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Brunel study shows major differences in cancer patients needs

Prof. Clive Seale from the School of Social Sciences and Law at Brunel University has led a study in collaboration with researchers from Oxford and Surrey Universities*, which analyses the ways in which male and female cancer patients use the Internet to cope with their illness. Men were found more likely to use the Internet to access factual information about the impact of their cancer and the best medical treatments. Women, on the other hand, are more interested in using the Internet to seek emotional support and to discuss the impact of their illness on their relationships.

The study was conducted in two phases. The first phase was analysis of a series of interviews with 97 cancer sufferers (45 women with breast cancer, 52 men with prostate cancer) regarding their use of the Internet. The second phase used keyword analysis to analyse postings made by 1,053 people with cancer to two of the most popular UK based breast and prostate cancer forums / web sites.

The study's key findings were:
• Men's concerns cluster around treatment information, tests, diagnostic procedures, symptoms of illness, procedures and side effects of treatment
• Men particularly like to use web forums to increase their knowledge of their disease and assess the impact the cancer will have on particular areas of the body.
• Women with cancer are more likely to seek social and emotional support on the Internet and to share personal experiences
• Some women felt that fact gathering on the Internet was an inadequate substitute for emotional support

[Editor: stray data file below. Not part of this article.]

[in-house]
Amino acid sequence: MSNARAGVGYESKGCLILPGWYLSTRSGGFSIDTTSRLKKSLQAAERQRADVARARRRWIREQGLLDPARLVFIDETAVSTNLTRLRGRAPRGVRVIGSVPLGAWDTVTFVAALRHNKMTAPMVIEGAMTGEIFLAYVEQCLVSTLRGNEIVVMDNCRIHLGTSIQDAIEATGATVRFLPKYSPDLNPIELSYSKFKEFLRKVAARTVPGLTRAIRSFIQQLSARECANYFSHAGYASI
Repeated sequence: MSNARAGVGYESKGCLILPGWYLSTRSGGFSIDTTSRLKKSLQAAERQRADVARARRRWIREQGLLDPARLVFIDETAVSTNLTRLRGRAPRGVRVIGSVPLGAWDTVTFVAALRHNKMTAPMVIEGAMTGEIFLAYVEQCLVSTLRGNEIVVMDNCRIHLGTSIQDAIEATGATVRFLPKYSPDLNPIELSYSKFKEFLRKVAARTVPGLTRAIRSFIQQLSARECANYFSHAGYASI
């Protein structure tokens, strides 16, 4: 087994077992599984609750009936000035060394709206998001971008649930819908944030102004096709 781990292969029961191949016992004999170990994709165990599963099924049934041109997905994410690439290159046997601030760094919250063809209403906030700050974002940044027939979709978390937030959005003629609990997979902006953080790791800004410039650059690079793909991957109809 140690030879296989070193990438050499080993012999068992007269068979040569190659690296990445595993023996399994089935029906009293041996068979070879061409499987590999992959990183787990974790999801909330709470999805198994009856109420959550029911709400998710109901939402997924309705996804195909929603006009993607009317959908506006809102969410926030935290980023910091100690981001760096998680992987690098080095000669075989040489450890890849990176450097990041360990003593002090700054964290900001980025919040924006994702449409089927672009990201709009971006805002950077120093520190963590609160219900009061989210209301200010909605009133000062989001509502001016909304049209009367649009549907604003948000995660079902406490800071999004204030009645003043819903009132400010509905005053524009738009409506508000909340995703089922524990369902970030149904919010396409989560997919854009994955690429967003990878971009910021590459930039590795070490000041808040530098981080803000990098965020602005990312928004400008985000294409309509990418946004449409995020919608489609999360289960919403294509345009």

• Women's forum postings were more likely to show concern about the impact of illness on a wide range of other people, especially family members
• Women use words that refer to feelings, emotions and other people more so than men. Their greater use of 'superlatives' such as 'lovely' 'amazing' brilliant' and 'wonderful' is associated with a more emotional style of communicating.

Speaking about the study, Prof. Seale says: “This study highlights the ways in which male and female cancer patients deal with their illness. Accessing support groups and sharing cancer experiences online is a key coping mechanism for women. In contrast, men gather as much information as they can on their cancer type and treatments.

“It is important that we acknowledge the ways in which men and women cope with cancer and provide them with the types of information and support that they require. The results may also have an impact on sufferers of other illnesses too.“

Dr Chris Hiley, Head of Policy and Research at The Prostate Cancer Charity says: "Perhaps it isn't surprising that the way men and women with breast and prostate cancers communicate in web forums is different, but it is very important that these differences are spelled out and understood. We know that not all cancers are the same and that individuals will handle their cancer in different ways, but it is fascinating that Professor Seale's research clearly shows, in general, a gender split in the preferred style of communication.

"It's obviously important that people affected by cancer are able to participate in forums and chat rooms in a way that suits their individual styles and needs over time. The learning from this research is welcome and will help to inform The Prostate Cancer Charity's evolving style of communication across all our resources, ensuring that it is as helpful as possible to all people affected by prostate cancer."

* The study authors include Clive Seale (Brunel University), Jonathan Charteris-Balck (University of Surrey) and Sue Ziebland (University of Oxford).